• Remember that God will provide you with other earthly mother figures that will help you through when you need it most. Really look at your life to see who those mother figures are. I promise they are there. Cherish them!
  • Turn to our Holy Mother. As Christ hung suffering on the cross He gave us the gift of His mother. “Woman, behold your son!” and then to the disciple, “Behold your mother!” By giving His mother to John He also gave her to us. He knew we would need her. Turn to her in your time of need. She understands all that you are going through. She loves us and wants to help us. She longs to cradle you just as she did Christ as a baby. Run to her loving arms!

We don’t expect our mothers to betray us, but sometimes they do. Sometimes because of their own life circumstances they are unable to give us what we truly need to grow and they are unable to be the mothers we need them to be. We have to trust that God has a plan to use these struggles to help us become the people He knows we can be. Practice patience, love, and forgiveness. You will find that your heart will begin to heal from the hurts inflicted upon it. It will take time, but He will heal you.

Thank you, Father for the gift of our Holy Mother. Help me to cling to her when I am in need of consolation, love, and hope. She is not only the mother to Your Son but she is our mother as well.

mother mary 1

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Goal Setting in {Catholic} Homeschooling

Before setting your goals for your homeschool take a moment first to make a list of why you want to this. Once your list is completed, circle or highlight all of the most important or positive points from your list. Think of this list as writing your own defense ahead of time against naysayers. This way, if someone questions you about your decision, you now have a list in your head of well thought out reasons as to why you are now homeschooling. This list should be composed by you and your spouse so that you both are on the same page from the start. If your children are older, you may also want to include their reasons as well. Including the children from the onset also helps them explain why you have chosen this as a family. It will equip them with reasons should anyone ask them (believe it or not even strangers will ask them). So what should be in your educational philosophy statement? You should ask yourself the following two questions:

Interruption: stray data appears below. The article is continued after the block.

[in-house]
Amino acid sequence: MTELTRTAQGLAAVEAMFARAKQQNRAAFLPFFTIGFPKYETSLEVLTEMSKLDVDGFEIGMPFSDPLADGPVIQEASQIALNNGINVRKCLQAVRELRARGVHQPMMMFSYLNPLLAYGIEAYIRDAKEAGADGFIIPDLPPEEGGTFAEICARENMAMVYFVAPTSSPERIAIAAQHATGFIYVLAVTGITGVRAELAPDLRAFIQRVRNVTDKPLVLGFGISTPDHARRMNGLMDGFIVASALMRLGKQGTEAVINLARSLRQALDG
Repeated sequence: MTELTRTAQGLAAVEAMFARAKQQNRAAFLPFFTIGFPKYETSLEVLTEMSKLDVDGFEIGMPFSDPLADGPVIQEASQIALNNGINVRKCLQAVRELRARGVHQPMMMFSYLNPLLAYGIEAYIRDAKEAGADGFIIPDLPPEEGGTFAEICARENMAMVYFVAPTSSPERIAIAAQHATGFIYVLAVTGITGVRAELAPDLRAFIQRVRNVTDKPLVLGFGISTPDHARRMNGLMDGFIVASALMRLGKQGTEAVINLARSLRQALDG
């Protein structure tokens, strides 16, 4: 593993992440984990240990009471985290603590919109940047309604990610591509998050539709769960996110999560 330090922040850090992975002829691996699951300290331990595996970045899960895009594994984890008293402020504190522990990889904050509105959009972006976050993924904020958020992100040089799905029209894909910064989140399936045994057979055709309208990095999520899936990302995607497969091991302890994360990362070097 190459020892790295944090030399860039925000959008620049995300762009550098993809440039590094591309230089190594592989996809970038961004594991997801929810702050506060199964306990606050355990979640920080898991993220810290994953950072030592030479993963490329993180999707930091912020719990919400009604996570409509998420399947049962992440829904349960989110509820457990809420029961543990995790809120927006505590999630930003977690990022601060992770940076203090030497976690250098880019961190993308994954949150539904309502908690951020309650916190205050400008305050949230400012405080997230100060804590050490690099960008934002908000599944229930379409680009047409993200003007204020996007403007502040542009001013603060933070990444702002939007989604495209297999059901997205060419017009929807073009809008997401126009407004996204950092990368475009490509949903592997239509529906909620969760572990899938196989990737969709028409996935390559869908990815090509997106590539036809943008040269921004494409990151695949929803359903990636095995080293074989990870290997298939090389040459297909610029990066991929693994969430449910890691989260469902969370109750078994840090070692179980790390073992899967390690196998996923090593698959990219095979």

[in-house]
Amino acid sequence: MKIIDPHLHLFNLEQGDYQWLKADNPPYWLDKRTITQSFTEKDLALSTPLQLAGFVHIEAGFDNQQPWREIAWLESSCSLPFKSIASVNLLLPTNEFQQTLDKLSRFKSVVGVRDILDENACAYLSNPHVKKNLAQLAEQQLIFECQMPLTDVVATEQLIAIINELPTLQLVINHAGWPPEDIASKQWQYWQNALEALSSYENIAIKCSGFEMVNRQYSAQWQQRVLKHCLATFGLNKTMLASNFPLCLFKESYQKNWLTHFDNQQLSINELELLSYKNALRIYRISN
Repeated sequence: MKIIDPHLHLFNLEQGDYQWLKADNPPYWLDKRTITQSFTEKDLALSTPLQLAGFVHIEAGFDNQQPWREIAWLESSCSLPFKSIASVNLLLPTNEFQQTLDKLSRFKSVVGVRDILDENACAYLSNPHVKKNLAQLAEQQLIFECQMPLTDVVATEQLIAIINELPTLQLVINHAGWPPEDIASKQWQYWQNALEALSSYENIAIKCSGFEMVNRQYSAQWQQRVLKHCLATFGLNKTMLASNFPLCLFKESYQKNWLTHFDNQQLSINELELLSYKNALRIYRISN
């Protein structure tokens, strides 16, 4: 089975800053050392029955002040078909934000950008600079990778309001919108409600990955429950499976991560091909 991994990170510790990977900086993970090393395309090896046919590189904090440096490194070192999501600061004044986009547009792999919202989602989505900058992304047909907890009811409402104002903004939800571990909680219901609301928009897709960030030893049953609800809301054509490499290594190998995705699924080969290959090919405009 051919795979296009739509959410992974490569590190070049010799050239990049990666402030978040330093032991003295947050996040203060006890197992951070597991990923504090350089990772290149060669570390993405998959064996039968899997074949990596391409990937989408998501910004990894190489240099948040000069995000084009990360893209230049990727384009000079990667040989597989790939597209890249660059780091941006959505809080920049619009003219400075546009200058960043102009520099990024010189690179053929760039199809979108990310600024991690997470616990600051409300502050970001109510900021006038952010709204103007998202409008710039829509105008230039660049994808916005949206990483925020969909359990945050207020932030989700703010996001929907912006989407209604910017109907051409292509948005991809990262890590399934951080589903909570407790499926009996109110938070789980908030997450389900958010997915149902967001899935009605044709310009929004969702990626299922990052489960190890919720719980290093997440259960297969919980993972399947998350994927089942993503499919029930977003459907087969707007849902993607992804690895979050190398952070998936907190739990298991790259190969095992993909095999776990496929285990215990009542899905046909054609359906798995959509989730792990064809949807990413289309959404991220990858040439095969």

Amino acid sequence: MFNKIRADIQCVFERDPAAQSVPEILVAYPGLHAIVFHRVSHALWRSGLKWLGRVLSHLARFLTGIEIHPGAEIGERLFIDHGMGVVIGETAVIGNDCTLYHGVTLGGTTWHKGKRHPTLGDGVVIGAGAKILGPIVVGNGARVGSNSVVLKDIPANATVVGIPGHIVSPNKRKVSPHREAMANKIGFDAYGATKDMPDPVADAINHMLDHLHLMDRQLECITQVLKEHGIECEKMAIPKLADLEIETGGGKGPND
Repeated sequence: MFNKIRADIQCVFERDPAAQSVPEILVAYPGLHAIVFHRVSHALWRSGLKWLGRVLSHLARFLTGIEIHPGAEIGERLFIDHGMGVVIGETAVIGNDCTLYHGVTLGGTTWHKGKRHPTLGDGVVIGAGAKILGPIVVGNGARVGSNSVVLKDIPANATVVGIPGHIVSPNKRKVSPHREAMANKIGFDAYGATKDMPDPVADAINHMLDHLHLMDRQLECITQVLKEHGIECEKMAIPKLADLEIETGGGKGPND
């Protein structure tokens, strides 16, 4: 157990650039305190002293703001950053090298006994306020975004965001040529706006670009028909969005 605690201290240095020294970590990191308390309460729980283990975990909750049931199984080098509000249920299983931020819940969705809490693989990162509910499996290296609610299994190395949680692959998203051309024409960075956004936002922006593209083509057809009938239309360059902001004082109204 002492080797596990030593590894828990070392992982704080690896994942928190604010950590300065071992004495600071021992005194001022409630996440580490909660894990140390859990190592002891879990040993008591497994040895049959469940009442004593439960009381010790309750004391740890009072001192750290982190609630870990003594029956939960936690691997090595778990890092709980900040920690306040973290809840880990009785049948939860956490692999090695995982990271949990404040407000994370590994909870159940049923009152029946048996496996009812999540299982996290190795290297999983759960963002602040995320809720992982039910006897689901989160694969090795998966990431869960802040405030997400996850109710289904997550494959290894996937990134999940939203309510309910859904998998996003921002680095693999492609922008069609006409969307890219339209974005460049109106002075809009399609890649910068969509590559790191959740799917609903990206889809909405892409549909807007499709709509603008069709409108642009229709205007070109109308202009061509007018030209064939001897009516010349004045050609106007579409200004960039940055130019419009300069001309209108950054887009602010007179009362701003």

• Why are you homeschooling? (tip: do not stick to only the negative reasons)
  • What is it that you would like to accomplish with your children? (hint: think in general terms mostly)
  • What are your children’s gifts and/or impediments?

Now grab this list and create a one to two paragraph Mission Statement. This will also come in handy to re-read on those more challenging days. Now that you have an Philosophy Statement written, you are now ready to start setting goals. This is long term goal setting. Now think of the specifics of how you will accomplish your statement. Make five lists under these categories:

1. religious goals – obviously, have to do with matters of Faith and the Church
2. increase in virtue goals – have to do with those things that teach manners and build character
3. academic goals – depends on what each child’s abilities are
4. extracurricular goals – join teams, choir, co-ops
5. social goals – sometimes covered in other areas but still important to incorporate